4. Breaking the grid
Timothy Samara: I think the reasons one might not, might not use the grid are the ones that you mentioned is that you're looking for an experience that is not or to generate an experience that is not so regimented and so ordered that it is a much more kind of a narrative and expressive, you could say artistic, if you want to use that phrase kind of idea. I think that for the most part the kinds of projects that, you know, really demand a grid are those where a system is, is really important. And especially when the system is very, very complex, you know, because part of the, part of that, the designing of that saying has to do with how do you kind of corral all that stuff in a way that's going to make sense, you know, a lot, you know, over and over and over again, you know, but a lot of projects that are kind of, one-offs like a poster or just a book cover, or a very, very simple or short kind of brochure where website or a printed brochure, where there's not a whole lot of content where that content is, is not all that complicated. You know, those sort of lend themselves to other kinds of approach. And, and there are many you know, when we talk about structure, we're not just, you know, a grid is not the only kind of structure that exists every kind of composition, no matter how organic it is presents us with a structure. And so that, that structure whether it's something that seems kind of irregular or something that might kind of evoke the natural world, the flow of lava down the side of a mountain, something, something that's very, very fluid or something that's kind of networked or, or kind of spiraling or, or concentric, you know, those, those are also structures. And that really kind of depends, I think, on, you know, what it is that you're to convey because those, those kinds of structures tend to take on a more kind of pictorial kind of equality. So we start to say, okay, what is this structure look like rather than seeing, you know, a bunch of columns and a bunch of rows, you know, sort of geometric breaking of space and saying, okay, this is an informational structure, but we may start to look at something that is kind of branched, you know, as being kind of, oh, that reminds me of a tree, or this reminds me of the way a river flows through a landscape or the way that, you know, bugs look or something. You know, I think that in looking at how the structure of a layout, you know, how elements are arranged in space, you know, in itself, you know, can give rise to you know, kind of meaningful ideas that can support whatever the actual content is. There are so many ways to, to, to think about the arrangement of material in space. I think a lot of people get kind of hung up on going to the the grid, you know, almost as a, as a as a convention. And, and like I said, very often, it makes a lot of sense, but there are other ways to provide a clear experience and to, to allow somebody to navigate through information that doesn't necessarily have to be based on vertical, horizontal alignment structure. I think it's, it's worth always investigating whether or not there are ways of presenting information that don't necessarily adhere to what everybody thinks is, right. Or the usual way of doing things. I'm not the kind of person that like, like some, sorry, like some, some designers also think about the grading in a, kind of an ideological way that it is part of the philosophy that they have about how, about how design works about how information should be presented, about how things even aesthetically ought to look from a stylistic standpoint. And that's totally fine. I'm not one of those people, but whatever tool, whatever myth is the best one or the right one or the most compelling one and the one that achieves the communication goals in the best way possible are, is the tool or the method that you use.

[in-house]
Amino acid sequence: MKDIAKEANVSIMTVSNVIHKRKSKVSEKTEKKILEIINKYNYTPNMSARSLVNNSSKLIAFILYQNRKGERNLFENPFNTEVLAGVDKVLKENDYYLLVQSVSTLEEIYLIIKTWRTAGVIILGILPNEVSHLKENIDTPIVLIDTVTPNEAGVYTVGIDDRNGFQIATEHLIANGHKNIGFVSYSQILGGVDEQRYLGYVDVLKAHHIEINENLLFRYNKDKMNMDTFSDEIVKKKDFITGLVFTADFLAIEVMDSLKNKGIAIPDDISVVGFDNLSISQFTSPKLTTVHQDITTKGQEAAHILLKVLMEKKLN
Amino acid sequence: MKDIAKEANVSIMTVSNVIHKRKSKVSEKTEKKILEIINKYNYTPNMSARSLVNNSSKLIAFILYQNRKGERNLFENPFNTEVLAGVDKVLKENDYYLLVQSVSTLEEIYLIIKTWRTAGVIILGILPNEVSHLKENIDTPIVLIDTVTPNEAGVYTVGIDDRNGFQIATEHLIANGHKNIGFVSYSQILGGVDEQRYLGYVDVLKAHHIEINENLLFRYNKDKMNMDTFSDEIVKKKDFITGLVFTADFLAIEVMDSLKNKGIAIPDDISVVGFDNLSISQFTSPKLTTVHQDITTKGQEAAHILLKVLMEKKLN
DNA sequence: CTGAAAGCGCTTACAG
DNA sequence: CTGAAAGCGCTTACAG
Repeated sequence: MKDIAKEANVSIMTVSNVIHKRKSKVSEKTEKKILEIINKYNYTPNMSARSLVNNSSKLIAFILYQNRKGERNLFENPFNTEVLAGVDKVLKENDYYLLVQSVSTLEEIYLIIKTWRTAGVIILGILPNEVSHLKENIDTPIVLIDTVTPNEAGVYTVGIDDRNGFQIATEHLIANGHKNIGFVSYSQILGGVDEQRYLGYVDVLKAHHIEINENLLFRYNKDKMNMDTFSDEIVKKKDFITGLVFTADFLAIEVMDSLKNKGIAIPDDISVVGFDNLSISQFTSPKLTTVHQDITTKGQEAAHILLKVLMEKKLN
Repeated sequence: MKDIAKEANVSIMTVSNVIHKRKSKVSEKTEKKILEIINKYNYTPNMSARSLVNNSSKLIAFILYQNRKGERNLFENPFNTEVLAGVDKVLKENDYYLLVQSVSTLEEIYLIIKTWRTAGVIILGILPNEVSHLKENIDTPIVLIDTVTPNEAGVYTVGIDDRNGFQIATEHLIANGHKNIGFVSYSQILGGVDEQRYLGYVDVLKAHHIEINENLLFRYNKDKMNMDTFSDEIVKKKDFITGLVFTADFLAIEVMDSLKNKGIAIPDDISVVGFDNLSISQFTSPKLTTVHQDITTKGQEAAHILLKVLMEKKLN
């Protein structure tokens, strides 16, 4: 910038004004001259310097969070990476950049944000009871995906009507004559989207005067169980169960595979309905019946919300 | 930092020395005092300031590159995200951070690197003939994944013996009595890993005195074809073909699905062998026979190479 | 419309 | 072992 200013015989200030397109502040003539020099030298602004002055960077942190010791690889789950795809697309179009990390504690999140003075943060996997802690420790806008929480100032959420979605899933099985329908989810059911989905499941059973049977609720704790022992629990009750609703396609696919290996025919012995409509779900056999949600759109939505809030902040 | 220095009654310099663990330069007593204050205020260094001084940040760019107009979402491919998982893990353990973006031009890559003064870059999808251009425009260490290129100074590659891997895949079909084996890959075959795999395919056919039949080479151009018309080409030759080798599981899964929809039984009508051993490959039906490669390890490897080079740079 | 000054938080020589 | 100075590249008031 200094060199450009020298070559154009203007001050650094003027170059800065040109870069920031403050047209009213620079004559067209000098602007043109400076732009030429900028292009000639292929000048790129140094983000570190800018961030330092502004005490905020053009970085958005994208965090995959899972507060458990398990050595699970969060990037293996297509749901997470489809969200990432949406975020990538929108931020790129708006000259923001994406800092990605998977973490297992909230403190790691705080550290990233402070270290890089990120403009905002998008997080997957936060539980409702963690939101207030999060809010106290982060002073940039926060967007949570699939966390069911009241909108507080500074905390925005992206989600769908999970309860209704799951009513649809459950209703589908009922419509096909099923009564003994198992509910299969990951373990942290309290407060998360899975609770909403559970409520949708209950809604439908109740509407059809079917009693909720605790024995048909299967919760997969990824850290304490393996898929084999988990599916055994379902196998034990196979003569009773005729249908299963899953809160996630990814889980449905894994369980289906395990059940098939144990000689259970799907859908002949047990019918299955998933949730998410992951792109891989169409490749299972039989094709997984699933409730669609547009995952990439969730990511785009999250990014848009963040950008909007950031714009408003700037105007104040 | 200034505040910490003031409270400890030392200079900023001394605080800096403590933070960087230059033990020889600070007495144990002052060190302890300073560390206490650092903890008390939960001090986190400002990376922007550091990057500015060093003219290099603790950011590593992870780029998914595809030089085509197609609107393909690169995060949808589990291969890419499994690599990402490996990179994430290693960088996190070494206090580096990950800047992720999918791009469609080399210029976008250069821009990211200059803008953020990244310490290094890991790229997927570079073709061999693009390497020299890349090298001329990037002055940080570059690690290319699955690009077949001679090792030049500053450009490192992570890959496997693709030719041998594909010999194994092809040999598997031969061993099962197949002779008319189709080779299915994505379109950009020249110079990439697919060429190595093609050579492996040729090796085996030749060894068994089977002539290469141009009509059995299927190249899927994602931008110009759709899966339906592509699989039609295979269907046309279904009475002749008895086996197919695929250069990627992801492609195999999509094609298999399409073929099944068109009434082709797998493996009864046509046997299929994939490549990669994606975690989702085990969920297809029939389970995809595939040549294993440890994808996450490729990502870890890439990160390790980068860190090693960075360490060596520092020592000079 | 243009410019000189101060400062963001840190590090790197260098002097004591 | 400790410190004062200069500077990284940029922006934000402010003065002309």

Arek Dvornechuck: So some quoting flippers for some of you guys wanna see something here, get are some examples. So some you know layer three
Timothy Samara: You know, that's an interesting example that you bring up in that, that, that itself is a system. Is that there, there are but it is and it is relatively column-based. So there is some deconstruction involved.
Arek Dvornechuck: There is some distortion, right? Yeah. There's,
Timothy Samara: There's distortion and also deconstruction, but it is essentially based on a set of columns, but then there are, there are things that, because
Arek Dvornechuck: We can see all of those applications that this is you know, especially assistance, right.